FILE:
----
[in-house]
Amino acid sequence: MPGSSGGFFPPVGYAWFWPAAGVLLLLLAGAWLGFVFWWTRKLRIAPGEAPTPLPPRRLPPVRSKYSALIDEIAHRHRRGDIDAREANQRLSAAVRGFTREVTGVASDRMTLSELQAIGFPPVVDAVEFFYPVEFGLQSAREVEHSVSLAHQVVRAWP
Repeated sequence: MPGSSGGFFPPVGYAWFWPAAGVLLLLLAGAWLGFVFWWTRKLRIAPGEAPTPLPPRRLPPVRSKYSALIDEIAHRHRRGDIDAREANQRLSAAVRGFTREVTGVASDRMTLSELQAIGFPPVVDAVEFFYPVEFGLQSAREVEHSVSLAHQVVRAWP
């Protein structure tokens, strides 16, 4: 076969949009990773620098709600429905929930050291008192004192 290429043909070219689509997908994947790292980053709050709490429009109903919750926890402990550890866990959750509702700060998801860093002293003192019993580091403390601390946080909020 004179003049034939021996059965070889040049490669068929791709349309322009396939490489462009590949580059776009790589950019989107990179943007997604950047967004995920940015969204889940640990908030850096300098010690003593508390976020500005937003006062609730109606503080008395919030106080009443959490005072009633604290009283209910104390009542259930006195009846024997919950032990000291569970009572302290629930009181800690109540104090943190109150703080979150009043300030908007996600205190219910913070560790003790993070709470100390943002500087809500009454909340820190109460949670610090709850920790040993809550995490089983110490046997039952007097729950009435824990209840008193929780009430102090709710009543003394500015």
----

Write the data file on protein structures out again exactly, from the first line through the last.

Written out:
[in-house]
Amino acid sequence: MPGSSGGFFPPVGYAWFWPAAGVLLLLLAGAWLGFVFWWTRKLRIAPGEAPTPLPPRRLPPVRSKYSALIDEIAHRHRRGDIDAREANQRLSAAVRGFTREVTGVASDRMTLSELQAIGFPPVVDAVEFFYPVEFGLQSAREVEHSVSLAHQVVRAWP
Repeated sequence: MPGSSGGFFPPVGYAWFWPAAGVLLLLLAGAWLGFVFWWTRKLRIAPGEAPTPLPPRRLPPVRSKYSALIDEIAHRHRRGDIDAREANQRLSAAVRGFTREVTGVASDRMTLSELQAIGFPPVVDAVEFFYPVEFGLQSAREVEHSVSLAHQVVRAWP
């Protein structure tokens, strides 16, 4: 076969949009990773620098709600429905929930050291008192004192 290429043909070219689509997908994947790292980053709050709490429009109903919750926890402990550890866990959750509702700060998801860093002293003192019993580091403390601390946080909020 004179003049034939021996059965070889040049490669068929791709349309322009396939490489462009590949580059776009790589950019989107990179943007997604950047967004995920940015969204889940640990908030850096300098010690003593508390976020500005937003006062609730109606503080008395919030106080009443959490005072009633604290009283209910104390009542259930006195009846024997919950032990000291569970009572302290629930009181800690109540104090943190109150703080979150009043300030908007996600205190219910913070560790003790993070709470100390943002500087809500009454909340820190109460949670610090709850920790040993809550995490089983110490046997039952007097729950009435824990209840008193929780009430102090709710009543003394500015």